One point that we expect to bring up with our GC deputies (if we can) is GC2003 resolution B001. Frankly, my wife and I (who are coming rather firmly down on the “reasserter” side partly because of the sort of brushoff we’ve been getting from our parish “leadership”) don’t give a damn about homosexuality (as distinct from people who are attracted to the same sex) one way or another. As far as we’re concerned, it’s a pastoral issue, like remarriage after divorce. (Divorced/remarried bishops, like non-celibate homosexual ones, create a scandal that hurts other Christians, as St. Paul admonishes. But… Read more »

RMF
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RMF

Calls by some to “embrace” Windsor (and then, only as they define it) or face schism, ring hollow as long as all provinces are not held to the same standard as TEC, or any standard for that matter.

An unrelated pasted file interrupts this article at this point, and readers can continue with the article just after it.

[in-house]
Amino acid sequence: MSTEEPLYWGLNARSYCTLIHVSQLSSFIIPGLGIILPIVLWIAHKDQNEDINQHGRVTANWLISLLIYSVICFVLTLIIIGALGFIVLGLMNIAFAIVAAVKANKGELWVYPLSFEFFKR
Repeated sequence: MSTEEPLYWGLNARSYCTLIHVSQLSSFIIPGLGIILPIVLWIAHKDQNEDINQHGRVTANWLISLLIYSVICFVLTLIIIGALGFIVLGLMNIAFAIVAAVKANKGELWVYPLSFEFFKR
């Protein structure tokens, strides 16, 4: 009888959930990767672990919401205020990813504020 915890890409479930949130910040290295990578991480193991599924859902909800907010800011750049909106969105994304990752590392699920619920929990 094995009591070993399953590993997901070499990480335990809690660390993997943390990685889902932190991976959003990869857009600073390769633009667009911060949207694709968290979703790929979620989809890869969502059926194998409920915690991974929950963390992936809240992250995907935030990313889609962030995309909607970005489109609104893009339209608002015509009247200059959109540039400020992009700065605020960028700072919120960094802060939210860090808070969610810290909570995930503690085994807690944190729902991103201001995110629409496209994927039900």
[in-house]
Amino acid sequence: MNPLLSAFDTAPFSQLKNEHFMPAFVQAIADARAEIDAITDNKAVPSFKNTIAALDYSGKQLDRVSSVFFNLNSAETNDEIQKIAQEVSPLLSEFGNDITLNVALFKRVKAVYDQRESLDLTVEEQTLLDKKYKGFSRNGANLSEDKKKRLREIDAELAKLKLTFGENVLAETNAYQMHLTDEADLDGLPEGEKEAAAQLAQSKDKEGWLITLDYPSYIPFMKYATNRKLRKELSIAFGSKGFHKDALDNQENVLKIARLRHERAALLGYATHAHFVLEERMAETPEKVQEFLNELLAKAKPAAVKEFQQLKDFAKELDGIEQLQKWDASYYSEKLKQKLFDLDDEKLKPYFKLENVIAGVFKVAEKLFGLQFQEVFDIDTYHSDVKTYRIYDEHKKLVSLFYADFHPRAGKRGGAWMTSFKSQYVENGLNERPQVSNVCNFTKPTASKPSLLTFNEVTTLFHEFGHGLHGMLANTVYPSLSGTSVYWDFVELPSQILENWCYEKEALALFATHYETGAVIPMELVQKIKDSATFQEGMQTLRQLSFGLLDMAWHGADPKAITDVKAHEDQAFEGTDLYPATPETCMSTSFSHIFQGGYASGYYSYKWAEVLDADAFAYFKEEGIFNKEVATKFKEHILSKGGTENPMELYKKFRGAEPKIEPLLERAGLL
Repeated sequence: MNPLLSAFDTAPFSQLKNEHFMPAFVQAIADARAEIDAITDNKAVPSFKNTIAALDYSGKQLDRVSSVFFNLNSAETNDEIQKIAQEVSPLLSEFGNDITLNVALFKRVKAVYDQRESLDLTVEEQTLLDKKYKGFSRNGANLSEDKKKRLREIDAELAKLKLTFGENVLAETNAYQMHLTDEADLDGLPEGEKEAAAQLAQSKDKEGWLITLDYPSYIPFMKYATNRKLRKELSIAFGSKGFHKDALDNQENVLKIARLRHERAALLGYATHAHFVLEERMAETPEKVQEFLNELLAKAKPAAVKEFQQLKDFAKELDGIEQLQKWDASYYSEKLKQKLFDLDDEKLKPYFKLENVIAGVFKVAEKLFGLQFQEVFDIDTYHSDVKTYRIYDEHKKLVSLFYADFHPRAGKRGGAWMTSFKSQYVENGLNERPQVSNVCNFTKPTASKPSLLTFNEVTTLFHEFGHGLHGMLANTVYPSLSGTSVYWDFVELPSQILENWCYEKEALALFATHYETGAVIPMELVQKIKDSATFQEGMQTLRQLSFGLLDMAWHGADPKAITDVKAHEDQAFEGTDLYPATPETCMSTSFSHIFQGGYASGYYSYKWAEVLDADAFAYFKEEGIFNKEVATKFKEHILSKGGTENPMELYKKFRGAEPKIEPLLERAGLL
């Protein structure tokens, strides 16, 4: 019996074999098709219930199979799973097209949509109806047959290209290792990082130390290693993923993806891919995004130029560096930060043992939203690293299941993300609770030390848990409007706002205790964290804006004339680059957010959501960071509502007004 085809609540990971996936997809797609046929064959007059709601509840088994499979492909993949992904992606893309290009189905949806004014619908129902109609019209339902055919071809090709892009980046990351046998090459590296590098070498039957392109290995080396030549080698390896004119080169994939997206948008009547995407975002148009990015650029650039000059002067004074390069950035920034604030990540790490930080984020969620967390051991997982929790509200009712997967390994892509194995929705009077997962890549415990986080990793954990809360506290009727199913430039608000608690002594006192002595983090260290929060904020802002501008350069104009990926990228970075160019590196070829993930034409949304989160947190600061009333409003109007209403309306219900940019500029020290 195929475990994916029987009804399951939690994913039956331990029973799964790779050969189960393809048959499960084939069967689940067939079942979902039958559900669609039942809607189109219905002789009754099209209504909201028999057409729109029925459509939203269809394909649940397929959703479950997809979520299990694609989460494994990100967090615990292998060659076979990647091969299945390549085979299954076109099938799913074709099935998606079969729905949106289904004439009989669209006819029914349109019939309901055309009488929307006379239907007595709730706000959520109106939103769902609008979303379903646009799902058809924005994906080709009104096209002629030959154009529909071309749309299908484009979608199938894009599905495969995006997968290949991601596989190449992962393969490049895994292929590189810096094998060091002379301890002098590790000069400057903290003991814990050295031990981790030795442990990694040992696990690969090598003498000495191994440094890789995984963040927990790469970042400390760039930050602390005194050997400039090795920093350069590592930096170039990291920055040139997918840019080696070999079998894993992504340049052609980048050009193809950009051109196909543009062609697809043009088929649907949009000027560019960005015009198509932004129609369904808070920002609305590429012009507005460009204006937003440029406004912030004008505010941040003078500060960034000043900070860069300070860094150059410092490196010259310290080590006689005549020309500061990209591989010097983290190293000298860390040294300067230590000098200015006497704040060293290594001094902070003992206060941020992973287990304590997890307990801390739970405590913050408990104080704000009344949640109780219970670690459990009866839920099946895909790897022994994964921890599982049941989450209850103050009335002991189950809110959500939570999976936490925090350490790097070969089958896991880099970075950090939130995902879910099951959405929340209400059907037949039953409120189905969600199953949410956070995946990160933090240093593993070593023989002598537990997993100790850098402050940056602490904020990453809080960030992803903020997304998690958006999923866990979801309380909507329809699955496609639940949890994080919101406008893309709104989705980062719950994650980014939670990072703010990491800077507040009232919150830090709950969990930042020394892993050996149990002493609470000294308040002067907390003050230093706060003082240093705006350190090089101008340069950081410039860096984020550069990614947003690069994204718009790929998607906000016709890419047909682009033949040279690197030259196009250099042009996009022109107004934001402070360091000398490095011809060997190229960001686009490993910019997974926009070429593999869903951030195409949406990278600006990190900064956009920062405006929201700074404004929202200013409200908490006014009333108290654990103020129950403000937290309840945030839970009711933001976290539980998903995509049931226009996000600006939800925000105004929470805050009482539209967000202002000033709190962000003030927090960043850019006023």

Ford Elms
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Ford Elms

I’m Canadian, and therefore need some clarification. What’s the wording of B001? I was able to find its title on the GC2003 site, and the fact that it was rejected, but what was the wording that was rejected? Thanks.

Dan Berger
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Dan Berger

Sorry, FE, I tried to include a link but TA doesn’t seem to allow link tags. Here’s the URL:

http://newark.rutgers.edu/~lcrew/03_b001.html shows the roster of bishops who voted for/against.

http://newark.rutgers.edu/~lcrew/03_b001.html#resolution is the text of the resolution, which never left the House of Bishops and was never (to my knowledge) modified from the original.

Marshall Scott